The Checklist: A to-do list for April in Washington

Thursday, April 1, 2010

Spring is in full swing, so take advantage of the warmer temperatures and tackle this to-do list for April.

-- Jeanne Huber

Tune up outdoor furniture

Dining outdoors is one of the great pleasures of spring and summer. Prepare for it by getting outdoor furniture in tiptop shape.

Wrought iron: If you see rust damage, scrub off as much as possible, ideally down to bare metal, with a wire brush. Scuff up other areas by sanding lightly. Paint with rust-inhibiting primer, then repaint.

Teak: If the wood is blotchy or black with mildew, scrub it with a teak cleaner and a synthetic or brass pad. One-part cleaners are safest; they don't damage the wood. Rinse and let dry. Then apply teak oil if you want the wood to stay its natural color. Skip the oil if you'd rather have wood that ages to a mellow gray.

Strap or plastic wicker: Remove brittle plastic and weave on new vinyl strapping. A lattice pattern with a double wrap on the frame is more durable than simple horizontal straps. Find materials by searching the phone book or local Web directory for "patio furniture repair."

Learn old-house tricks

If you own an older or historic home, consider heading south for Preservation Virginia's Restore Virginia event in Old Towne Petersburg, south of Richmond, on Saturday, April 24. Through workshops, demonstrations and talks by restoration experts, you can learn how to restore original windows, prevent water infiltration, boost energy efficiency and obtain tax credits for historic rehabilitation. You can also take advantage of free 10-minute consultations with preservation experts. Tickets cost $10 in advance at or $12 at the door. If you can't make the trek, the D.C. Preservation League ( is hoping to cover some of the same information in programs in Washington neighborhoods, probably starting in May.

Schedule window washing

April's usually a good time to wash windows, but this year it's probably better to just schedule a window cleaning and have the work done in May. "You want to wait until most of the pollen is gone," suggests Ryan McPheters, manager at Virginia Window Cleaners in McLean ( "Because of all the weather we had, the trees are a little behind schedule." If you wait until May to schedule, though, window washers are likely to be backed up for several weeks.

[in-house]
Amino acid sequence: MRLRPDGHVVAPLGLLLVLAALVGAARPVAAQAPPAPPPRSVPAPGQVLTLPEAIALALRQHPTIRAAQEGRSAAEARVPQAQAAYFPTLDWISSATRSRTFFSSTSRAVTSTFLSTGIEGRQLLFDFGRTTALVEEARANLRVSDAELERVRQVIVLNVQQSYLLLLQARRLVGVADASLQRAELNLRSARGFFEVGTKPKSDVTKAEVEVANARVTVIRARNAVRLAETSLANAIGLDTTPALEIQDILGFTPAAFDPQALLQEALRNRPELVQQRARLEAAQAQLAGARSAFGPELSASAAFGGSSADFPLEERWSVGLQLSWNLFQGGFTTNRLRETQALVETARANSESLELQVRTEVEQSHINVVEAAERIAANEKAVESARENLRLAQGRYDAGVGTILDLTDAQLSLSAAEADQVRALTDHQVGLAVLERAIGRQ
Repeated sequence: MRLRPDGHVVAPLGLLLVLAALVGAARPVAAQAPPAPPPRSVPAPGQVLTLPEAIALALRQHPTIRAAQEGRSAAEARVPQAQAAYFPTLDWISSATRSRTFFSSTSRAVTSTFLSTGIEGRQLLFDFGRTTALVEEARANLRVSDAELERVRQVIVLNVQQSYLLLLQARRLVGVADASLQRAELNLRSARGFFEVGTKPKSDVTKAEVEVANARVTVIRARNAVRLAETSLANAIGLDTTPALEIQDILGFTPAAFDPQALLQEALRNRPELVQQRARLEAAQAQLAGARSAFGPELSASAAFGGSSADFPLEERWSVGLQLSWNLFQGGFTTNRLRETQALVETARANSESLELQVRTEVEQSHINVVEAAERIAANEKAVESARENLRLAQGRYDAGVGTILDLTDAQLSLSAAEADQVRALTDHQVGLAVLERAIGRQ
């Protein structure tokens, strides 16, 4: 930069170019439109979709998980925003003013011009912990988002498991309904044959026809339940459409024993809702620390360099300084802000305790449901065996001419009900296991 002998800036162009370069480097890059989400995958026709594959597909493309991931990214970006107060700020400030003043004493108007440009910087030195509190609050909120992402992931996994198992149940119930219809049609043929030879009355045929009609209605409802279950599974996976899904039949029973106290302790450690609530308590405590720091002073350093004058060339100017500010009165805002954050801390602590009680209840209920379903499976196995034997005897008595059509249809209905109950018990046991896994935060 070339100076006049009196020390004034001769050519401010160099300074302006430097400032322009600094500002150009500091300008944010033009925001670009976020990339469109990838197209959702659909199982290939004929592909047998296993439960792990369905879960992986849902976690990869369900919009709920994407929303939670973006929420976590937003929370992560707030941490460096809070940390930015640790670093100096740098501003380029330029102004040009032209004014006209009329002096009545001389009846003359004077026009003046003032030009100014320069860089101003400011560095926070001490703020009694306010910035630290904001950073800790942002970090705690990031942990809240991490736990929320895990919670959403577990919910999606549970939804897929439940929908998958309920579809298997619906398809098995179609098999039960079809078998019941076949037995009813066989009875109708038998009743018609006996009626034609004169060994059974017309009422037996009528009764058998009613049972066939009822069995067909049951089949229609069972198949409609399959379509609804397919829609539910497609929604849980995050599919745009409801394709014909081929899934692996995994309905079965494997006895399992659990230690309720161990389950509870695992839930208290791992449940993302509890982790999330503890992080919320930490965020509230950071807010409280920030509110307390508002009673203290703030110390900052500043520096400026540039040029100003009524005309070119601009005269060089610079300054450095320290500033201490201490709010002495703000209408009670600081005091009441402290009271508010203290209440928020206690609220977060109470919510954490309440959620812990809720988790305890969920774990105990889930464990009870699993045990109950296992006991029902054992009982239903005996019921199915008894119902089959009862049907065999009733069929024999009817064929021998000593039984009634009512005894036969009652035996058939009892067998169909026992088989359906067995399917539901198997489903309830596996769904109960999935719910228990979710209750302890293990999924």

Is it worth having a pro do the job? Prices range from $100 for humble digs to $2,000 for estates. McPheters's company typically charges $6.50 per double-hung window, plus $2.50 if it has a storm window.

His top tip for DIYers: Use a squeegee, not rags. Overlap passes, and wipe off the blade after each one.

Reseal the driveway

If you have an asphalt driveway and can see bare stones on it, it's time to reseal it. But use an asphalt-based sealer, not a coal-tar sealer. The District banned sale and use of those products last summer because chemicals in them were getting into streams, the Anacostia and Potomac rivers, and Chesapeake Bay. The fine for using or allowing someone else to use the products: $2,500 a day. The banned products usually have the words "coal," "tar," "refined coal tar pitch" or "RT-12" on the label.

Clear the air

If you haven't already done so, have your air conditioner serviced and install a fresh filter. Even if you don't need cool air yet, you could run the fan to filter out pollen. April is usually the peak of pollen season in the Washington area. Trees account for 90 percent of the pollen in our air each year; weeds and grasses contribute less than 4 percent each. People with allergies can find relief by staying indoors and switching on the air conditioner rather than opening windows.

But what if you have must-do outdoor chores?

-- Tackle them at mid-day. Pollen counts are usually highest in early morning and late afternoon.

-- Schedule projects when plants that trigger your hay fever aren't at peak bloom. Find local pollen counts and the chief culprits on the Web site of the National Allergy Bureau (

-- Wear a disposable respirator.

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